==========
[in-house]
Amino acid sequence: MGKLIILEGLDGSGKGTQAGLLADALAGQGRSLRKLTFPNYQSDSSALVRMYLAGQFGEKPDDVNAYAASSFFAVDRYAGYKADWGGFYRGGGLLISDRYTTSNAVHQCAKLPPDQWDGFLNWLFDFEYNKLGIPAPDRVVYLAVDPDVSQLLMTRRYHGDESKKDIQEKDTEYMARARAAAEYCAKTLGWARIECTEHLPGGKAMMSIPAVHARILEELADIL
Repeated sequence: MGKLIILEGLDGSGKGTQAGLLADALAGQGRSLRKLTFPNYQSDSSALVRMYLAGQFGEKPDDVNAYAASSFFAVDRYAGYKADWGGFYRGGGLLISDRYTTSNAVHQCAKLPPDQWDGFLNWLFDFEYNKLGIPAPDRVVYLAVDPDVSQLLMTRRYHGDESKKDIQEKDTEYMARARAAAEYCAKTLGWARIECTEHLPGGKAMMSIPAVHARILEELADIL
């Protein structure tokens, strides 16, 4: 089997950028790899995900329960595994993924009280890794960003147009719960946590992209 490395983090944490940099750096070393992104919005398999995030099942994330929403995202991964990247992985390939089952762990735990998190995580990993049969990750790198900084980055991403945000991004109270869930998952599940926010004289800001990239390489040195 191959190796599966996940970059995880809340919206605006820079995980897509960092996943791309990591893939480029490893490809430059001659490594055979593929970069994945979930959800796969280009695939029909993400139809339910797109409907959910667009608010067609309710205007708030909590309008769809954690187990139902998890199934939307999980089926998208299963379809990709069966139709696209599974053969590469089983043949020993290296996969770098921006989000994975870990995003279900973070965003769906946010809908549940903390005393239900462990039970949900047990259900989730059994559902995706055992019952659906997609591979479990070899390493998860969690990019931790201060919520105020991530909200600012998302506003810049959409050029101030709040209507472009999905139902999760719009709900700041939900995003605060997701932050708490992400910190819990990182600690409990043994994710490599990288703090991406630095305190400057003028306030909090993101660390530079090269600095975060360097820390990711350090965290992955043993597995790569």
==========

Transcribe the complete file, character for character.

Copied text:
[in-house]
Amino acid sequence: MGKLIILEGLDGSGKGTQAGLLADALAGQGRSLRKLTFPNYQSDSSALVRMYLAGQFGEKPDDVNAYAASSFFAVDRYAGYKADWGGFYRGGGLLISDRYTTSNAVHQCAKLPPDQWDGFLNWLFDFEYNKLGIPAPDRVVYLAVDPDVSQLLMTRRYHGDESKKDIQEKDTEYMARARAAAEYCAKTLGWARIECTEHLPGGKAMMSIPAVHARILEELADIL
Repeated sequence: MGKLIILEGLDGSGKGTQAGLLADALAGQGRSLRKLTFPNYQSDSSALVRMYLAGQFGEKPDDVNAYAASSFFAVDRYAGYKADWGGFYRGGGLLISDRYTTSNAVHQCAKLPPDQWDGFLNWLFDFEYNKLGIPAPDRVVYLAVDPDVSQLLMTRRYHGDESKKDIQEKDTEYMARARAAAEYCAKTLGWARIECTEHLPGGKAMMSIPAVHARILEELADIL
């Protein structure tokens, strides 16, 4: 089997950028790899995900329960595994993924009280890794960003147009719960946590992209 490395983090944490940099750096070393992104919005398999995030099942994330929403995202991964990247992985390939089952762990735990998190995580990993049969990750790198900084980055991403945000991004109270869930998952599940926010004289800001990239390489040195 191959190796599966996940970059995880809340919206605006820079995980897509960092996943791309990591893939480029490893490809430059001659490594055979593929970069994945979930959800796969280009695939029909993400139809339910797109409907959910667009608010067609309710205007708030909590309008769809954690187990139902998890199934939307999980089926998208299963379809990709069966139709696209599974053969590469089983043949020993290296996969770098921006989000994975870990995003279900973070965003769906946010809908549940903390005393239900462990039970949900047990259900989730059994559902995706055992019952659906997609591979479990070899390493998860969690990019931790201060919520105020991530909200600012998302506003810049959409050029101030709040209507472009999905139902999760719009709900700041939900995003605060997701932050708490992400910190819990990182600690409990043994994710490599990288703090991406630095305190400057003028306030909090993101660390530079090269600095975060360097820390990711350090965290992955043993597995790569």